Iceland's central bank left its key policy rate, the seven-day deposit rate, at 5.75 percent, but repeated its view that "a tighter monetary stance will probably be needed in the coming term, in view of growing domestic inflationary pressures."
However, the Central Bank of Iceland (CBI) also said that "global price developments and a stronger krona have provided scope to raise interest rates more slowly than was previously considered necessary" and there were signs that inflation expectations had been anchored more securely than before, contributing to a more moderate rise in inflation than would have been expected given large pay increases.
Last year the CBI raised its policy rate by 125 basis points to curb inflationary pressure but in its latest monetary bulletin, the central bank lowered its forecast for inflation this year to 2.1 percent from February's forecast of 2.3 percent while the forecast for 2017 inflation was unchanged at 4.1 percent and the 2018 forecast was raised to 3.8 percent from 3.4 percent as economic growth is now seen to be higher than earlier forecast.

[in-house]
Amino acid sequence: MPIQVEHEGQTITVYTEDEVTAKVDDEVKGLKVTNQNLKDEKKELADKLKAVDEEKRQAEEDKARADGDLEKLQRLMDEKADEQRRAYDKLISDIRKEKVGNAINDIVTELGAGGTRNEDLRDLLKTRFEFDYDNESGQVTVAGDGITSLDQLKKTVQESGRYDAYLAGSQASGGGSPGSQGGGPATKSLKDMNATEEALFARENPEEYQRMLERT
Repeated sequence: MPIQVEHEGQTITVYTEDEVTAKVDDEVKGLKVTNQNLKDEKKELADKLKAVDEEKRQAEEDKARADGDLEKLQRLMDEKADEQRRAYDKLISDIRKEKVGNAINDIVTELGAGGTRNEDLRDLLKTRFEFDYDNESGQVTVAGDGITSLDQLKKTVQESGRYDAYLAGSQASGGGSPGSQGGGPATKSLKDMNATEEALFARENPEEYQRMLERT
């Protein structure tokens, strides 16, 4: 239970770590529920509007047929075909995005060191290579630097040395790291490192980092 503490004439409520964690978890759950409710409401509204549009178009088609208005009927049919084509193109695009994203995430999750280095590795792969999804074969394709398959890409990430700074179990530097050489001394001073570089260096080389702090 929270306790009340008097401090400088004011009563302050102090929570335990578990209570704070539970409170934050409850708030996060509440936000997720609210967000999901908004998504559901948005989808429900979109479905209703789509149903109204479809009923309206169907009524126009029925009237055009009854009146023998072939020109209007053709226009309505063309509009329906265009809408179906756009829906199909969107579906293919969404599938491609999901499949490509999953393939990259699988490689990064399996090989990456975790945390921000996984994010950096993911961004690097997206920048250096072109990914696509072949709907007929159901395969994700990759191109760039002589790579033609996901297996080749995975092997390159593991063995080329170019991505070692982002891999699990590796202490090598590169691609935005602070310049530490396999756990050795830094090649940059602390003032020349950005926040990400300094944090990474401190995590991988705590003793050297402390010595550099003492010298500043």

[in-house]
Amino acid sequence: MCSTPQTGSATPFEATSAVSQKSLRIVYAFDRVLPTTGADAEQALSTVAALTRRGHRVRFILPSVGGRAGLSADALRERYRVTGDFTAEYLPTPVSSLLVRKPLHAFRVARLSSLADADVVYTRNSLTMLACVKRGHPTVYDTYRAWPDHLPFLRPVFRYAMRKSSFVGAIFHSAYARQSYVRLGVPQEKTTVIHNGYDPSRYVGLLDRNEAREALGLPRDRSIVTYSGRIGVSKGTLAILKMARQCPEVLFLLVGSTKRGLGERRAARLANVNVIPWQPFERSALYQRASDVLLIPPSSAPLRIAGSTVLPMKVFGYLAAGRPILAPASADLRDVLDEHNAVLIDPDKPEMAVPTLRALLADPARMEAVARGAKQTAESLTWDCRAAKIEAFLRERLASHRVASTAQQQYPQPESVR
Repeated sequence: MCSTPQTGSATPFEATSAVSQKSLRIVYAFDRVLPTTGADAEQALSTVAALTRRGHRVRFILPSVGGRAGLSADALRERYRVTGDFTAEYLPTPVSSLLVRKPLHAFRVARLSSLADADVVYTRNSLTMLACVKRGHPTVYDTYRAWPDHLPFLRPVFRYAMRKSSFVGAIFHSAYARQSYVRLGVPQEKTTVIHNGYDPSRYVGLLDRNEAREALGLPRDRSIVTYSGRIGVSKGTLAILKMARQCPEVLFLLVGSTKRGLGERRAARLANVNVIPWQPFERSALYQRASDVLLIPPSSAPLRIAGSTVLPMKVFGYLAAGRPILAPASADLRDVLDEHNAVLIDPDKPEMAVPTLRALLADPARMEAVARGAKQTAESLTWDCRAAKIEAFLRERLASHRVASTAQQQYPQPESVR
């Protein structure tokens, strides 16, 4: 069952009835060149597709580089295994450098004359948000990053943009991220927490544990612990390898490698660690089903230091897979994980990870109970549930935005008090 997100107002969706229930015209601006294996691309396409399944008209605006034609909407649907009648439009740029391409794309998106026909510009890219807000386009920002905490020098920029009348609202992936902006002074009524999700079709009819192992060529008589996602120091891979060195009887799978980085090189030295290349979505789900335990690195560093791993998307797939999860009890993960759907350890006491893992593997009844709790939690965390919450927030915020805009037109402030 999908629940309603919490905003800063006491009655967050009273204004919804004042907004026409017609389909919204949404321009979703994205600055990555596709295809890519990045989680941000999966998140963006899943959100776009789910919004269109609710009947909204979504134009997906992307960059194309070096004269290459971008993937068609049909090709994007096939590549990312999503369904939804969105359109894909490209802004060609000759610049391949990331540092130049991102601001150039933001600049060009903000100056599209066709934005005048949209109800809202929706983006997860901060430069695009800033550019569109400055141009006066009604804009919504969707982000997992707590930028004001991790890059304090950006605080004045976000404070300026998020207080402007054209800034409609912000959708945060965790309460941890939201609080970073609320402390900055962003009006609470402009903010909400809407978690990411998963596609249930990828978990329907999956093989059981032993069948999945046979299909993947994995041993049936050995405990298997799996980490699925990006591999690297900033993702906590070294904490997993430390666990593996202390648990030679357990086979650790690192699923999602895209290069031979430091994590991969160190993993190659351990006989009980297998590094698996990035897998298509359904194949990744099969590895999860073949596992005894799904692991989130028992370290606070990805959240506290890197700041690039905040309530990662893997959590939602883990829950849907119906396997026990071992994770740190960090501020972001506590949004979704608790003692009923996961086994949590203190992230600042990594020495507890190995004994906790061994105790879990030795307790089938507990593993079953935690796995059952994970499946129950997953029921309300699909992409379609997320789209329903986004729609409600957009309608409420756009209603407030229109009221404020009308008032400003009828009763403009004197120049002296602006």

"How much and how quickly the monetary stance must be tightened will depend on future developments," said the CBI, which targets inflation of 2.5 percent.
Despite large pay rises and a positive output gap, Iceland's inflation rate has been below the bank's target for over two years and in April it rose to 1.6 percent from 1.5 percent in March as domestic inflationary pressure was offset by the strong exchange rate of the krona and "usually" low global inflation.
The central bank revised upwards its forecast for economic growth to 4.5 percent this year from 4.2 percent following growth of 4.0 percent last year.
Gross Domestic Product in 2017 is seen expanding by 4.0 percent, up from 3.4 percent previously forecast, and by 3.0 percent in 2018, up from 2.9 percent as domestic demand as the unemployment rate falls to 3.3 percent this year, 3.2 percent in 2017 and 3.4 percent in 2018.
After losing about half its value during the global financial crises, Iceland's krona has appreciated steadily since March 2015 and rose further today, trading at 122.7 to the U.S. dollar, up 5.8 percent since the beginning of this year.
The Central Bank of Iceland issued the following statement: